Juxtaposition of cultures
Portico Quartet - Live At York Hall, London

It’s not often a music concert is held in a sports centre, but that is precisely what is happening tonight as the York Hall in Bethnal Green, a venue primarily known for staging boxing, plays host to 21st century jazz darlings Portico Quartet. As two classic East End bouncers steer the throngs of hipsters towards the music hall one is struck by the juxtaposition of cultures and surroundings.

Strangely it all seems very fitting for a band whose career to date has not exactly followed the usual course of things. Nominated for the Mercury Music Prize with their 2008 debut ‘Knee Deep in the North Sea’, the flicker of mainstream exposure that followed has long since departed. Tonight, however, the expectant atmosphere amongst the mobile screen lit audience signifies a band whose star is on the rise.

The curiousness continues as the band enters to restrained applause and spends the first minute onstage arranging themselves to the hushed chatter of the crowd. Everything is done in a manner more akin to a concert orchestra than the now predictable convention of the striding-on-confidently-to-intro-music-and-bombing-straight-into-the-opener routine of most acts.

And then the music starts and it all becomes clear. Looped arpeggios are laced over soothing bowed and plucked double bass lines, which in turn are complemented by a gentle sax drawl. The Hang (the band’s signature instrument) generates soft resonating overtones, which complete a tranquil yet brooding sound. One is immediately struck with how deliberate and considered everything is and the result is something rather glorious.

Playing the majority of their eponymously titled and fetal new album tonight, it is soon obvious that we are witnessing the birth of a new sound resulting from a journey towards an altogether more sonic destination than previous. The jazz has been replaced with a clicky ambience more often associated with the digitally programmed forays of artists such as DJ Shadow, Burial, Gold Panda and even early ‘00s era Radiohead. On its own this is nothing new, but it is in the construction and live realisation that one appreciates just what these four East London musicians are actually doing and why this part of the capital is taking such notice.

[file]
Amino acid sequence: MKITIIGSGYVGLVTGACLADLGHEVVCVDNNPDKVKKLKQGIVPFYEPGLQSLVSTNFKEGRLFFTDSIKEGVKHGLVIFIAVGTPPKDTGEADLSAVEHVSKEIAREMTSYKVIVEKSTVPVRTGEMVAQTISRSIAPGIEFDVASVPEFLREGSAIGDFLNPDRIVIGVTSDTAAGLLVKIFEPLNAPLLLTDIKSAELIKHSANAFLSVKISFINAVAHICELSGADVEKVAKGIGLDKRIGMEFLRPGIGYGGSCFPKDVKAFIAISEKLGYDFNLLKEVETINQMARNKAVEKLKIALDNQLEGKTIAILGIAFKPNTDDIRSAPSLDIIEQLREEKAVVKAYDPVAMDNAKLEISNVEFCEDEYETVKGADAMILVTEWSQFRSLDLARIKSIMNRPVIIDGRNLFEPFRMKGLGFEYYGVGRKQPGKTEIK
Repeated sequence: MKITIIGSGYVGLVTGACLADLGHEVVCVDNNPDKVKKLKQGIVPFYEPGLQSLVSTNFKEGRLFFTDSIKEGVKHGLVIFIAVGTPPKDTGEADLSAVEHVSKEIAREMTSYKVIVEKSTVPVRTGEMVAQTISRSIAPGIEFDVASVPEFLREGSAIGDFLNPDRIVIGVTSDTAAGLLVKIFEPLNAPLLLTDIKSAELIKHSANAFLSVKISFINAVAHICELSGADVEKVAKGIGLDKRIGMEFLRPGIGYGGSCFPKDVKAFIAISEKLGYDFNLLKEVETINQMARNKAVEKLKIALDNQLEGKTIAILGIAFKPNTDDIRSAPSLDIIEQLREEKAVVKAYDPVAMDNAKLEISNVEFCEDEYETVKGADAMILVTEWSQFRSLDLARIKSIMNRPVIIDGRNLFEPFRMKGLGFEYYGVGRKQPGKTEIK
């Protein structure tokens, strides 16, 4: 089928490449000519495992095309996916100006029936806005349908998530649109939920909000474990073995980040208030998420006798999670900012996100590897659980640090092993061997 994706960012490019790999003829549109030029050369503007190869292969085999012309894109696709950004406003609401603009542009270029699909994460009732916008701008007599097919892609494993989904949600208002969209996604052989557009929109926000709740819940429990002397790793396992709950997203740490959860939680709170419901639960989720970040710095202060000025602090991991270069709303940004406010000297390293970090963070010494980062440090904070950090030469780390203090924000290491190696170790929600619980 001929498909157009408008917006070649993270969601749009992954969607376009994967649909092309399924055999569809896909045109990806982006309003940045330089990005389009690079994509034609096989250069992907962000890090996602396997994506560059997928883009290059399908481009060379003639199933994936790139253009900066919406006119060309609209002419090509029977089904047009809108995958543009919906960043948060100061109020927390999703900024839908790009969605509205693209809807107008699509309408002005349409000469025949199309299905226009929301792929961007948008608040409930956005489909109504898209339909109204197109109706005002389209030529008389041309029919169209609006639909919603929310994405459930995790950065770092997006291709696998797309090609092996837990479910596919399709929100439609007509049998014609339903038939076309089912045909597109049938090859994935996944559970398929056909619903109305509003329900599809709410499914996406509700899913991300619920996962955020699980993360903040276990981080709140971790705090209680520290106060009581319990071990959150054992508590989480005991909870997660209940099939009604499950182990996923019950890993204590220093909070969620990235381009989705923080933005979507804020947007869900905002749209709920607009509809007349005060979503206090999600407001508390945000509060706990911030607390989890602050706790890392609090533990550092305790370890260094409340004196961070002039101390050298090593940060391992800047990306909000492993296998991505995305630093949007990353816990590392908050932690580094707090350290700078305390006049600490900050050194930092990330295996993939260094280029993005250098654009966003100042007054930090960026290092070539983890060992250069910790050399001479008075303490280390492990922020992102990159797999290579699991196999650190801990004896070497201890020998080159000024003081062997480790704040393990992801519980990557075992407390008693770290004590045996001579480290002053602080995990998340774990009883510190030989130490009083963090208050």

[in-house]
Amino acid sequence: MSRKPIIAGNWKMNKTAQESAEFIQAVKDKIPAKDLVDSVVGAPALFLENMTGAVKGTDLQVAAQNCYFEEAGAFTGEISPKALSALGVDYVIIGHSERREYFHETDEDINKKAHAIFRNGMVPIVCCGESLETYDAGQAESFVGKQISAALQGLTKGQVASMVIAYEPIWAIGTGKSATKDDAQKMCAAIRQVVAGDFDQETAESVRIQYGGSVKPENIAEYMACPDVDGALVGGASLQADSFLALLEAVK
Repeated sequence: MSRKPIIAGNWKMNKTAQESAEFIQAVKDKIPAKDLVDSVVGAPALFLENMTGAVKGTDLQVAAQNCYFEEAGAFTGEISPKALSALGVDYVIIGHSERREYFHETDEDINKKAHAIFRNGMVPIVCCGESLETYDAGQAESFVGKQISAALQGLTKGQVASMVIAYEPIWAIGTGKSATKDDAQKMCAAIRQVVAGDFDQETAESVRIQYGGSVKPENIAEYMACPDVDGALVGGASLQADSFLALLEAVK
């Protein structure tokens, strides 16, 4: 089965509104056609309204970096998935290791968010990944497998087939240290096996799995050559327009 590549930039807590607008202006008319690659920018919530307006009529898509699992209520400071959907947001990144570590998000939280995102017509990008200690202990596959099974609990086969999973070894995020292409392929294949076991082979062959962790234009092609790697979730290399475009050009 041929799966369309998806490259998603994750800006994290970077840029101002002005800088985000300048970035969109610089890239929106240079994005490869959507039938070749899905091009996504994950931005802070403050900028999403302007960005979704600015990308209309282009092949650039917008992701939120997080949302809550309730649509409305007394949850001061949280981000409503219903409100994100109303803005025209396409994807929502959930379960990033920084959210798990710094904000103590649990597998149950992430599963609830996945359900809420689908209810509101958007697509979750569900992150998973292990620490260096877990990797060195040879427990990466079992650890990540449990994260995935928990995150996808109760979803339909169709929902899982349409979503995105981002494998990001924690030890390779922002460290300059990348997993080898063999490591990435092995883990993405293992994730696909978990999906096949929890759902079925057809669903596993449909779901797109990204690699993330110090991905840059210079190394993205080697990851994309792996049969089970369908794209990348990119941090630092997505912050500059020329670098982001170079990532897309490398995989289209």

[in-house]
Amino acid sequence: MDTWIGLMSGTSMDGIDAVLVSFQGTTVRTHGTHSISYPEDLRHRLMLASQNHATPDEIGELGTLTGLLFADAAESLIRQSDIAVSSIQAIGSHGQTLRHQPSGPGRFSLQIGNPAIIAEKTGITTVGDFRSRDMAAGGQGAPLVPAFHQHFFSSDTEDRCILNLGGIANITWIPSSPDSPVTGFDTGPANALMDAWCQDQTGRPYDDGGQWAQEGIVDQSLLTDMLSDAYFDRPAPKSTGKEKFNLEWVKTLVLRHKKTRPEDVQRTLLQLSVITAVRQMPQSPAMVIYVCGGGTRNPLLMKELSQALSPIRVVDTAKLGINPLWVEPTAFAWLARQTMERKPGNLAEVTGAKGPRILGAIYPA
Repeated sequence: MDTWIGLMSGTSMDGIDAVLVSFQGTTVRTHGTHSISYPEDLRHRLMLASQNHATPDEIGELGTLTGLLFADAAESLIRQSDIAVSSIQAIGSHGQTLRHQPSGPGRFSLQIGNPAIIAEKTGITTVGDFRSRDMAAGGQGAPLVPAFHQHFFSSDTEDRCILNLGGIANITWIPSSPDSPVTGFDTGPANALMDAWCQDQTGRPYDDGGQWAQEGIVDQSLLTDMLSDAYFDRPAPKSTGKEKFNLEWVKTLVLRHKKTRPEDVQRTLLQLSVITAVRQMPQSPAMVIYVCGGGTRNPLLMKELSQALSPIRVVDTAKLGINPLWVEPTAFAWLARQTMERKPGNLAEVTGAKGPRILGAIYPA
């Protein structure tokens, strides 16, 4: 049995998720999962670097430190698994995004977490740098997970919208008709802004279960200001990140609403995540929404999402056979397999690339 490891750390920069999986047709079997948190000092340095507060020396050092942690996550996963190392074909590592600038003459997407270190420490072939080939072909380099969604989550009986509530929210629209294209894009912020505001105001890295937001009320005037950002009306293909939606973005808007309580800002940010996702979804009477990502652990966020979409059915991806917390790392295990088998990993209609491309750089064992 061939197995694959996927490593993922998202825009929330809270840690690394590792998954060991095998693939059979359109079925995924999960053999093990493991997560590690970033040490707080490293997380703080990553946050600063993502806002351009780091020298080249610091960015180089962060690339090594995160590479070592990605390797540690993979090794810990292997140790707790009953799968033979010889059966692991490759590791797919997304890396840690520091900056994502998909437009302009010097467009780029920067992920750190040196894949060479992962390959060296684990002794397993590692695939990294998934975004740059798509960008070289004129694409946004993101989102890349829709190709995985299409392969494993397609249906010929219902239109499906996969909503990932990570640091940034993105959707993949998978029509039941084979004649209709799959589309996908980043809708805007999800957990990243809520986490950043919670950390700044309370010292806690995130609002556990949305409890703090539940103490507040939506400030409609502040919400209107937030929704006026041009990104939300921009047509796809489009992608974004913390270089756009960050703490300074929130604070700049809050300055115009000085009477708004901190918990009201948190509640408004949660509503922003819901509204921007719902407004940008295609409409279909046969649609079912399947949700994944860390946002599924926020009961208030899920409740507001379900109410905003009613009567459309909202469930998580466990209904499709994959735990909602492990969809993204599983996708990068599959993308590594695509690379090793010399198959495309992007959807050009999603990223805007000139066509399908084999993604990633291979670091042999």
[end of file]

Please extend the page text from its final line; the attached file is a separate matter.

Drummer Duncan Bellamy delicately fingertaps a drum pad crafting a range of digitally synthesised sounds, which he seamlessly integrates with acoustic skins and cymbals. Every accent and harmony of his performance is captured and expressed and the result is emotive and quite simply awe-inspiring.

It is noteworthy though that this is not a live experience for those who prefer to move and groove. The finger tapped electronic percussion and subtle feedback and distortion created by the acoustics of the classical instruments produces an earthy hue that is more agitation than excitation. The crowd is mesmerised in thoughtful comprehension with only the faint nodding heads exposing the deep personal connection being felt by each individual. This is reflective music and definitively food for the mind rather than the body.

The set draws to a close with the introduction of supporting vocalist ‘Cornelia’ for the only choral track of the night ‘Steepless’. As she softly declares “love is all around, you won’t find the answers underground” the appreciative audience gives recognition for what they have witnessed and in that one lyric the experience of the evening is revealed to the full.

Portico Quartet is a band striding out from the underground on their terms, and the admiration awaiting them is there for all to see.

Words by Chris Wash
Photo by Will Bunce

Click here for a photo gallery of the gig.

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